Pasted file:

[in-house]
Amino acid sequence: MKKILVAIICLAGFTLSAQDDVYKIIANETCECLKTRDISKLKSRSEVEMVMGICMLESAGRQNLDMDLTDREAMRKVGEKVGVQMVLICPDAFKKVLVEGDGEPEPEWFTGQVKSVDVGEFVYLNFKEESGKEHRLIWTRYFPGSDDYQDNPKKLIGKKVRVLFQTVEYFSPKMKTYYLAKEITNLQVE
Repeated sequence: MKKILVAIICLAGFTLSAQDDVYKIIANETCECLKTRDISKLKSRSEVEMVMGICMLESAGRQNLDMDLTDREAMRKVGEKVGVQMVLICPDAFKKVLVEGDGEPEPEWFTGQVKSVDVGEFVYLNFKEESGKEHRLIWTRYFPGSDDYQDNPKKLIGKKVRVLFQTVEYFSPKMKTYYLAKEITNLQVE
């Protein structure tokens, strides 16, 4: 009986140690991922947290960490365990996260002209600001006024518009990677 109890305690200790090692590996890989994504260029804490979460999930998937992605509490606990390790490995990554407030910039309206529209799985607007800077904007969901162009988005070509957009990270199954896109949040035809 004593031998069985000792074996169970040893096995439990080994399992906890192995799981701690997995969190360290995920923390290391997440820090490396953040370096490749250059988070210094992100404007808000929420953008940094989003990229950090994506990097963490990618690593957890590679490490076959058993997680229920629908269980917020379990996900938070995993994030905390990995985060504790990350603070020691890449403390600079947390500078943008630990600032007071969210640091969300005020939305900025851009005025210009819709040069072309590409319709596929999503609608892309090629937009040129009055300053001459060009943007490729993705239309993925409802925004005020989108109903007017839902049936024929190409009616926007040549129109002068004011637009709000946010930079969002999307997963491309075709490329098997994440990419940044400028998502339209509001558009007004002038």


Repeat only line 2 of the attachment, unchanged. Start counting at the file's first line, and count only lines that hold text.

Amino acid sequence: MKKILVAIICLAGFTLSAQDDVYKIIANETCECLKTRDISKLKSRSEVEMVMGICMLESAGRQNLDMDLTDREAMRKVGEKVGVQMVLICPDAFKKVLVEGDGEPEPEWFTGQVKSVDVGEFVYLNFKEESGKEHRLIWTRYFPGSDDYQDNPKKLIGKKVRVLFQTVEYFSPKMKTYYLAKEITNLQVE